Realists were not just reporters, however; often they had their eye on promoting some type of reform, telling their story in support of some worthy cause. Greed, unfair business practices, political corruption, oppression of women, and racism were all targets of realistic fictions.

Akin to Realism, the nineteenth century also produced psychological realism, and Henry James, its master, as well as his friend and fellow novelist, Edith Wharton. Psychological realism increases readers’ interest in the psychology of people, in the interior mechanics of interpersonal relationships. James and Wharton portrayed in detail how people influence one another when they interact, showing how conversation can be translated as a bid for power. They also observe how difficult even willing people find it to communicate clearly to another person what they think or feel.

Naturalism
B & W Photo of Stephen Crane

Stephen Crane

By the end of the 19th century and in to the 20th, America could count many Naturalists among their writers. Naturalism in literature does not refer to a love of nature, like that manifested in earlier writers like Bryant, Emerson, Thoreau, or Whitman. Actually, the Naturalist’s view of nature is more the opposite. Far from Emerson’s belief that Nature is the source of divine life and spirituality for people, Nature is seen rather as a hostile and indifferent force. People are threatened and outclassed by the powers of Nature, and are largely controlled by primitive, unconscious forces hidden deep inside their own psyches.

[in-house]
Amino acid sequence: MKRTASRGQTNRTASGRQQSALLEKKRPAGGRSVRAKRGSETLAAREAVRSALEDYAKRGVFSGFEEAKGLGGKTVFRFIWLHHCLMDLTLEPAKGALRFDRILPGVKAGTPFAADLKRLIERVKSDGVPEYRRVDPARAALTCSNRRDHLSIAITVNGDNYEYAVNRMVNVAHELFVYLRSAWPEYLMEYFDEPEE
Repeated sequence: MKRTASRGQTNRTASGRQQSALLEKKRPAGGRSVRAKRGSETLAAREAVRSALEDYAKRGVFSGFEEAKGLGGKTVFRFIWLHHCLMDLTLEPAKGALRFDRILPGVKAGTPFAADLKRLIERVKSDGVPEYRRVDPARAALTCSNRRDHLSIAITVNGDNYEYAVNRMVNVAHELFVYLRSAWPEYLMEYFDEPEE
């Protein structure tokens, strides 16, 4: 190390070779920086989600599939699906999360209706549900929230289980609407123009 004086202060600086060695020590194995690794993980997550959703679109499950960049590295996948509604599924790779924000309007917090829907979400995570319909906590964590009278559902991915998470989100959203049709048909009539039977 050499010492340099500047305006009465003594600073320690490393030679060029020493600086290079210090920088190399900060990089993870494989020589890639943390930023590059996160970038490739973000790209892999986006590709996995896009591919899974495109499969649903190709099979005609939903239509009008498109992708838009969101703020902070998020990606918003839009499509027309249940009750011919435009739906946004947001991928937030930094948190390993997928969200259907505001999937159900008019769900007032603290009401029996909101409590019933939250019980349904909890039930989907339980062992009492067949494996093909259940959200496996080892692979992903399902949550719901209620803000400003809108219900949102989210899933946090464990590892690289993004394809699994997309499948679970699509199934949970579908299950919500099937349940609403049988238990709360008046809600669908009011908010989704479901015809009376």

Some Naturalist writers interpreted society as a thin veneer of civility barely covering an environment that operates by the laws of the jungle: kill or be killed, triumph or be trampled. As terrible as this sounds, all is not negative, since many Naturalists observed and described the simple courage and dignity of humans when facing unbeatable odds. Stories by naturalist writers such as Stephen Crane and Jack London can be thrilling to read, and uplifting in spite of their dark view of the world.

More Kinds of Writing–More Riches

So, these three types of fiction were trending in the Gilded Age, but there were also other kinds of writing besides fiction. Memoirs and essays by African Americans such as Booker T. Washington and W. E. B. Du Bois, and by Native Americans such as Zitkala Sa, brought issues of race and injustice before the public. Poetry was rich and varied, ranging from the cosmic themes of edgy poet Emily Dickinson to the heartfelt lyrics of African American poet Paul Laurence Dunbar about the experience of being black in 19th century America.

B & W Photo of African American gentleman sitting in a carved low-back wooden chair, early 19th century style suit and mustache.

W. E. B. Du Bois

Literary works from America’s Gilded Age are numerous, rich, and varied. Why not head on over now to see the list of some of the most well-known and recommended works from this rich time in American literary history. What will you be reading next? I’d love to see a comment on this post about any of the works you sample from our latest reading list.

Link to Reading List: American Classics of the Gilded Age, 1865-1914

Photo Credits:

Stephen Crane.

For other photo credits, see Gilded Age Reading List Page.

 

Share